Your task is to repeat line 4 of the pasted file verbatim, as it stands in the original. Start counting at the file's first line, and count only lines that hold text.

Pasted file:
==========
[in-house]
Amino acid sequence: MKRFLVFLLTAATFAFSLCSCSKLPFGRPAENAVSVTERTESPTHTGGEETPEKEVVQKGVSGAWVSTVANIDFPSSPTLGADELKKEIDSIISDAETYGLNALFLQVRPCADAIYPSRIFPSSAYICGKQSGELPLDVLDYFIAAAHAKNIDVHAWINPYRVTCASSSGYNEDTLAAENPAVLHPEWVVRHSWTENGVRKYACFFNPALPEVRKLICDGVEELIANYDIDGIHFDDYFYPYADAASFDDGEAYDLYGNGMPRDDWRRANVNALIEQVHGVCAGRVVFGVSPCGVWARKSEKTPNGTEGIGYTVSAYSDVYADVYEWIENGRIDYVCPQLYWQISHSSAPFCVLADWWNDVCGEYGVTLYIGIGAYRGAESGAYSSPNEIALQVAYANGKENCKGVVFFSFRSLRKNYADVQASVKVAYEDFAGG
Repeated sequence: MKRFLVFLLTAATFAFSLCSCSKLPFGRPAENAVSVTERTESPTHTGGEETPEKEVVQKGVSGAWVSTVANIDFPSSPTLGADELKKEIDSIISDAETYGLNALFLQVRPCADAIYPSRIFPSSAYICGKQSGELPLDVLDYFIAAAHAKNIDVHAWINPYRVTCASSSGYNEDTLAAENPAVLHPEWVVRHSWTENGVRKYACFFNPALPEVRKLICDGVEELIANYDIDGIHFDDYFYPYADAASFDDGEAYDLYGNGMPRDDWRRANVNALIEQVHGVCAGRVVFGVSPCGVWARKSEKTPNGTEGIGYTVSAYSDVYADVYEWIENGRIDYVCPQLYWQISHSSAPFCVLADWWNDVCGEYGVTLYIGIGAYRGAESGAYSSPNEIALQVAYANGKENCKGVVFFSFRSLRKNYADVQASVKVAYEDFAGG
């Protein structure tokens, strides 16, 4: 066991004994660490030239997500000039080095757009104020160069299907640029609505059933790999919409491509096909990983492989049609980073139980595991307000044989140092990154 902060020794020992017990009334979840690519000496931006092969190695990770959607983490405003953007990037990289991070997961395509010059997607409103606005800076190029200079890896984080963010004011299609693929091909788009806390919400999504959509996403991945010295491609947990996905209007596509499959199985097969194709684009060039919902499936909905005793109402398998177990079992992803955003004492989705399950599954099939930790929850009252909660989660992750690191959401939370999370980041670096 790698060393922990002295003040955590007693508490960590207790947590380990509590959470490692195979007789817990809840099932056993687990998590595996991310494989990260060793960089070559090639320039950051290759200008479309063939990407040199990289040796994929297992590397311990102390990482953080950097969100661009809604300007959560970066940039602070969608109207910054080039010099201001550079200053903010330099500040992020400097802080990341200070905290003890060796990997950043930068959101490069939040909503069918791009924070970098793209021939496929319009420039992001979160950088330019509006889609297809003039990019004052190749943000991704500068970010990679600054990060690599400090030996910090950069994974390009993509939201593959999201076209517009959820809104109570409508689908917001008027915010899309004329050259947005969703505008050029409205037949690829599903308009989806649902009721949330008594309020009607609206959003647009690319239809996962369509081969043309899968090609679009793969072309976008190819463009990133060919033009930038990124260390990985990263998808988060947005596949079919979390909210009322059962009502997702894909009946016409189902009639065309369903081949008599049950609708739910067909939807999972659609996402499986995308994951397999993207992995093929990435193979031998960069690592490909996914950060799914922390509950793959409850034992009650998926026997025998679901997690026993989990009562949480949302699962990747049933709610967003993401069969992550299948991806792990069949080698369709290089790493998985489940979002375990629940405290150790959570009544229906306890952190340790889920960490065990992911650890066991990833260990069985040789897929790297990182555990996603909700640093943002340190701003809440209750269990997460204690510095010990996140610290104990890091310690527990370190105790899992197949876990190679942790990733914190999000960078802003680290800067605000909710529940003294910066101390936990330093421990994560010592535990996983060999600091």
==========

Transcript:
């Protein structure tokens, strides 16, 4: 066991004994660490030239997500000039080095757009104020160069299907640029609505059933790999919409491509096909990983492989049609980073139980595991307000044989140092990154 902060020794020992017990009334979840690519000496931006092969190695990770959607983490405003953007990037990289991070997961395509010059997607409103606005800076190029200079890896984080963010004011299609693929091909788009806390919400999504959509996403991945010295491609947990996905209007596509499959199985097969194709684009060039919902499936909905005793109402398998177990079992992803955003004492989705399950599954099939930790929850009252909660989660992750690191959401939370999370980041670096 790698060393922990002295003040955590007693508490960590207790947590380990509590959470490692195979007789817990809840099932056993687990998590595996991310494989990260060793960089070559090639320039950051290759200008479309063939990407040199990289040796994929297992590397311990102390990482953080950097969100661009809604300007959560970066940039602070969608109207910054080039010099201001550079200053903010330099500040992020400097802080990341200070905290003890060796990997950043930068959101490069939040909503069918791009924070970098793209021939496929319009420039992001979160950088330019509006889609297809003039990019004052190749943000991704500068970010990679600054990060690599400090030996910090950069994974390009993509939201593959999201076209517009959820809104109570409508689908917001008027915010899309004329050259947005969703505008050029409205037949690829599903308009989806649902009721949330008594309020009607609206959003647009690319239809996962369509081969043309899968090609679009793969072309976008190819463009990133060919033009930038990124260390990985990263998808988060947005596949079919979390909210009322059962009502997702894909009946016409189902009639065309369903081949008599049950609708739910067909939807999972659609996402499986995308994951397999993207992995093929990435193979031998960069690592490909996914950060799914922390509950793959409850034992009650998926026997025998679901997690026993989990009562949480949302699962990747049933709610967003993401069969992550299948991806792990069949080698369709290089790493998985489940979002375990629940405290150790959570009544229906306890952190340790889920960490065990992911650890066991990833260990069985040789897929790297990182555990996603909700640093943002340190701003809440209750269990997460204690510095010990996140610290104990890091310690527990370190105790899992197949876990190679942790990733914190999000960078802003680290800067605000909710529940003294910066101390936990330093421990994560010592535990996983060999600091």